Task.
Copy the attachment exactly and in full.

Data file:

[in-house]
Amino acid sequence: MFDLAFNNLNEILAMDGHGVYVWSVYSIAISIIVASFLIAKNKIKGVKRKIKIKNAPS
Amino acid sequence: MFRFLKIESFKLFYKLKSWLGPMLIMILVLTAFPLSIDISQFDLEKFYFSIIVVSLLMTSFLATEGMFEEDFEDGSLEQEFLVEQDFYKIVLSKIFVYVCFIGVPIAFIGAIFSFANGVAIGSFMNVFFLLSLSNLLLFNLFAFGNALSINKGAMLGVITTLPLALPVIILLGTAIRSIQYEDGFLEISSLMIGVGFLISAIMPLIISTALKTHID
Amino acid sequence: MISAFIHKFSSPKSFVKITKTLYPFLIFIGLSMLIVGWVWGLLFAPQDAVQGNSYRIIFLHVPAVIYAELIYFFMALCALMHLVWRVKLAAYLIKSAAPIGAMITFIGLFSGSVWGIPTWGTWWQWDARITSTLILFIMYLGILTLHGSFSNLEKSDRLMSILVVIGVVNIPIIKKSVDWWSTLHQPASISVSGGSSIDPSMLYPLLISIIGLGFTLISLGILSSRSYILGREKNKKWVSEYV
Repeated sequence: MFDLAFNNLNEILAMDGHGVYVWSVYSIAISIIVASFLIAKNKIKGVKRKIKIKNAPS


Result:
[in-house]
Amino acid sequence: MFDLAFNNLNEILAMDGHGVYVWSVYSIAISIIVASFLIAKNKIKGVKRKIKIKNAPS
Amino acid sequence: MFRFLKIESFKLFYKLKSWLGPMLIMILVLTAFPLSIDISQFDLEKFYFSIIVVSLLMTSFLATEGMFEEDFEDGSLEQEFLVEQDFYKIVLSKIFVYVCFIGVPIAFIGAIFSFANGVAIGSFMNVFFLLSLSNLLLFNLFAFGNALSINKGAMLGVITTLPLALPVIILLGTAIRSIQYEDGFLEISSLMIGVGFLISAIMPLIISTALKTHID
Amino acid sequence: MISAFIHKFSSPKSFVKITKTLYPFLIFIGLSMLIVGWVWGLLFAPQDAVQGNSYRIIFLHVPAVIYAELIYFFMALCALMHLVWRVKLAAYLIKSAAPIGAMITFIGLFSGSVWGIPTWGTWWQWDARITSTLILFIMYLGILTLHGSFSNLEKSDRLMSILVVIGVVNIPIIKKSVDWWSTLHQPASISVSGGSSIDPSMLYPLLISIIGLGFTLISLGILSSRSYILGREKNKKWVSEYV
Repeated sequence: MFDLAFNNLNEILAMDGHGVYVWSVYSIAISIIVASFLIAKNKIKGVKRKIKIKNAPS